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26 May 2016 Editorial


26 May 2016 

Resolving the NEET conundrum


The ordinance granting a year’s exemption to State government institutions from NEET, the National Eligibility-cum-Entrance Test, provides timely relief to lakhs of students. There was confusion, and anxiety, after the Supreme Court suddenly decided that the test should be the sole basis for medical and dental college admissions from this year onwards. Several State governments objected to NEET, arguing that its implementation would denude them of the power to regulate admission to institutions run by them, as well as to private institutions within their jurisdiction. Some States have their own legislation governing admission and had strong objections to the prescriptive approach underlying NEET. The Centre clearly had no option after the State governments brought pressure on it. The exemption is, however, limited to undergraduate courses of State government institutions. Admission to postgraduate courses and all courses in private medical and dental colleges will still be under NEET. And from next year, NEET will be the sole national test to decide a candidate’s admission to any medical or dental course. The regulations that introduced NEET were struck down by a Supreme Court Bench in 2013 by a 2:1 majority. The dissenting judge, Justice A.R. Dave, now heads the Bench hearing the review petition against that judgment. The 2013 verdict has been recalled, but the review plea is yet to be disposed of. The Bench is keen on enforcing NEET immediately.

A common national test for professional courses is faultless, in principle. In this connection, it will address the problem of private institutions selling medical courses at astronomical prices to candidates who may lack aptitude. Yet, it is important that the ground is properly prepared before the implementation of a common test. State governments have to be convinced that their socio-economic priorities will not be affected by centralised regulation of admissions, and that regional disparities in syllabi and linguistic differences will be adequately resolved. There is also a larger legal issue since there are Supreme Court judgments that have underlined the unfettered right of unaided, minority institutions to regulate their own admissions processes, subject to their being fair, transparent and non-exploitative. These contradictions need to be ironed out, and it would have been far better had the court allowed the political executive to assess the feasibility of having a common national test this year instead of ruling on what is essentially an executive decision. A perfect pan-Indian medical admission system needs to be carefully crafted in the present environment, not rammed home by judicial fiat.


On the road to smartness


With the second round of 13 cities making it to the Centre’s list, there are now 33 urban agglomerations that have made a successful bid to become “smart cities”. The idea of city managers accepting a ‘challenge’ to make specific ‘smart’ proposals is being followed in several countries at different levels of development. Cities in the developed world are focussed on self-driving cars, electric vehicles and smart grids, while those in India are yet to meaningfully address basic issues such as walkability, public transport, waste management and pollution. This was evident in the latest round, for instance, with the Lucknow municipal administration, which made the best-rated bid, finding that 58 per cent of residents who took part in its online survey cited traffic and transport as their top priority, with 24 per cent highlighting solid waste management. Unsurprisingly, this is also representative of the national story. City administrations have done a poor job of gathering data available from multiple sources and analysing them to make informed decisions on civic services. A lot of new information about what people do is now available from commercial services that use mobile phone applications, such as taxi companies, and the anonymised data with them can aid planning.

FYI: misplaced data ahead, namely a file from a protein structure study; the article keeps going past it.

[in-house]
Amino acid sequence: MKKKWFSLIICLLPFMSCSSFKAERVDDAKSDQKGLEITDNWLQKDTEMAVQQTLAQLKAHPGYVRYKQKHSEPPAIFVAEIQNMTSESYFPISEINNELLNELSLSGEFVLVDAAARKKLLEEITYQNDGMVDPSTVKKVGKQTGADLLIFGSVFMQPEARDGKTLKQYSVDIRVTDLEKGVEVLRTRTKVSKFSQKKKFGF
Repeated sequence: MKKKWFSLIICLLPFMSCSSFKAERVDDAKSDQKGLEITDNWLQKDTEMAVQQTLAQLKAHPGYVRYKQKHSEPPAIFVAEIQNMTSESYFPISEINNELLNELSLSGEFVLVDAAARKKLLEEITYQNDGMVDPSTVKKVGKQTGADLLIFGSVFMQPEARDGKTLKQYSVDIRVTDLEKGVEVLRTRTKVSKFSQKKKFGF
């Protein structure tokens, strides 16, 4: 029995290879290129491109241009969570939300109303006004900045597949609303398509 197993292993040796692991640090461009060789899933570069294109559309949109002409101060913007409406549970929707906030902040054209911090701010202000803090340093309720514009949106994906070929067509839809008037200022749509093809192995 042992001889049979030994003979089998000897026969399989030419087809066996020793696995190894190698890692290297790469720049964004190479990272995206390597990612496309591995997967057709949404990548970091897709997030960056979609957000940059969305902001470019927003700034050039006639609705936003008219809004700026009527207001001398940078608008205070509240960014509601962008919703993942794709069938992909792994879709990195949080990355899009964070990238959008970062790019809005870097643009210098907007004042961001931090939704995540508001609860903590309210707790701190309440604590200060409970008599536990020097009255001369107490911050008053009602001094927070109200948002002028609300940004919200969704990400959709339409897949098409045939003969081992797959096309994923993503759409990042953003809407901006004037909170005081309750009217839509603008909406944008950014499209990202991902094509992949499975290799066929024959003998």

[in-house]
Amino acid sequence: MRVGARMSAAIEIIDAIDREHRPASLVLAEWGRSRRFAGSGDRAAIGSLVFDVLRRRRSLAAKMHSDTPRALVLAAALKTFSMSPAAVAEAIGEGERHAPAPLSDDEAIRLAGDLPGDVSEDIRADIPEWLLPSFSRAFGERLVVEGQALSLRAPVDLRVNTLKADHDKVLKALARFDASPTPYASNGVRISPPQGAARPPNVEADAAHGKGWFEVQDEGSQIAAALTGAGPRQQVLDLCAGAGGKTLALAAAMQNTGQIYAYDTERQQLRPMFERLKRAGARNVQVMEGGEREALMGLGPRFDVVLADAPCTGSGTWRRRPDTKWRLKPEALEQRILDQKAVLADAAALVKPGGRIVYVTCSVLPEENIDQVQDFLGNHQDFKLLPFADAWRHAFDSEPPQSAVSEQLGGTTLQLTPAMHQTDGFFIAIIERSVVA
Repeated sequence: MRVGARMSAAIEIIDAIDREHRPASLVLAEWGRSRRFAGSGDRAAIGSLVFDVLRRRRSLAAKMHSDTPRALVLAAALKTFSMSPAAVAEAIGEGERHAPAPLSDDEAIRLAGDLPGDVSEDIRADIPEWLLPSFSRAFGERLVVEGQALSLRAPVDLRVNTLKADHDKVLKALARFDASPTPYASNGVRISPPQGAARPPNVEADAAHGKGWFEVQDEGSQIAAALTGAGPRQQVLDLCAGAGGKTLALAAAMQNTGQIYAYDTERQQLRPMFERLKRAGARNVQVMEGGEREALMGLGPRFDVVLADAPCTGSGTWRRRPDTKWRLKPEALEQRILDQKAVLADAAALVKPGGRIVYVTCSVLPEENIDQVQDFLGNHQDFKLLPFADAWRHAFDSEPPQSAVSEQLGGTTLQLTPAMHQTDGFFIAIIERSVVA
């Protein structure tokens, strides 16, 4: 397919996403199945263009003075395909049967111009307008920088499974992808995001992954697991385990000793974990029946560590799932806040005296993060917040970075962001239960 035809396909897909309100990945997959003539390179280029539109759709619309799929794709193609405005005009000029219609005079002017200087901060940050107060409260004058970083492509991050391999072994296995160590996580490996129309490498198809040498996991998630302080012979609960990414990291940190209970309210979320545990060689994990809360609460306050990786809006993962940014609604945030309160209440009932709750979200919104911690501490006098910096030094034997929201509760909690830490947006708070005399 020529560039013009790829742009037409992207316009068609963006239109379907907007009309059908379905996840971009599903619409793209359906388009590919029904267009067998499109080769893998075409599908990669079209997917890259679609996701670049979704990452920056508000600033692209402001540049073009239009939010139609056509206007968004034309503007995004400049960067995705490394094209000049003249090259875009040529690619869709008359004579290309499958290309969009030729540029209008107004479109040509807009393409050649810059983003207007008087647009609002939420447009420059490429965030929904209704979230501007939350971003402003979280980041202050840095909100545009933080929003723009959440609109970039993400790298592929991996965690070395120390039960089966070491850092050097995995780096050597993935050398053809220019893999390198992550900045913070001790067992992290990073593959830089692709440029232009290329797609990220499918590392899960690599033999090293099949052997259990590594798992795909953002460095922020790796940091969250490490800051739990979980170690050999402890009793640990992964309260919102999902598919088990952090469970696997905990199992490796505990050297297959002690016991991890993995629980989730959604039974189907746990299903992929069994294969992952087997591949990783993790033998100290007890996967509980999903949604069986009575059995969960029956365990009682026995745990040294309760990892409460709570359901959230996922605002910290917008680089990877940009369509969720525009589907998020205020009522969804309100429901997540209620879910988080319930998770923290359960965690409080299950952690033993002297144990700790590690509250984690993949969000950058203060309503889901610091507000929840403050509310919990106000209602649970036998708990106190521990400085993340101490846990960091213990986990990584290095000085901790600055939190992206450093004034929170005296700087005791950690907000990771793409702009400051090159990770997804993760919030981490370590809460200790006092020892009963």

Cities that have successfully bid for Central seed funding face the real challenge of attracting private partners to raise the massive resources needed. The 20 cities chosen in the first round are expected to spend Rs.48,063 crore on projects, and the 13 in the second round, Rs.30,229 crore. Intelligent parking could be one way to mobilise funds and cut congestion. By integrating IT, motorists could be guided to available parking spaces in various locations in a city, using real-time information. Over time, it would be possible to even predict the availability of parking spaces based on usage patterns. A smart city should look at robust IT connectivity and digitalisation. At the consumer end, however, few cities have achieved this. They have not integrated the databases of their service agencies for water, transport, property and energy, and are therefore unable to serve citizens online. This is the low-hanging fruit of civic smartness waiting to be picked, and it should be mandatory for all million-population cities to do so in a time-bound manner. The benefit of investment in urban regions is bound to increase property values, and governments should tap into the surplus to fund more programmes, especially affordable housing. All cities can become smart, if the Urban Development Ministry makes available off-the-shelf open source technology solutions for management. In the smart world, sharing rules. And governments should set the pace.

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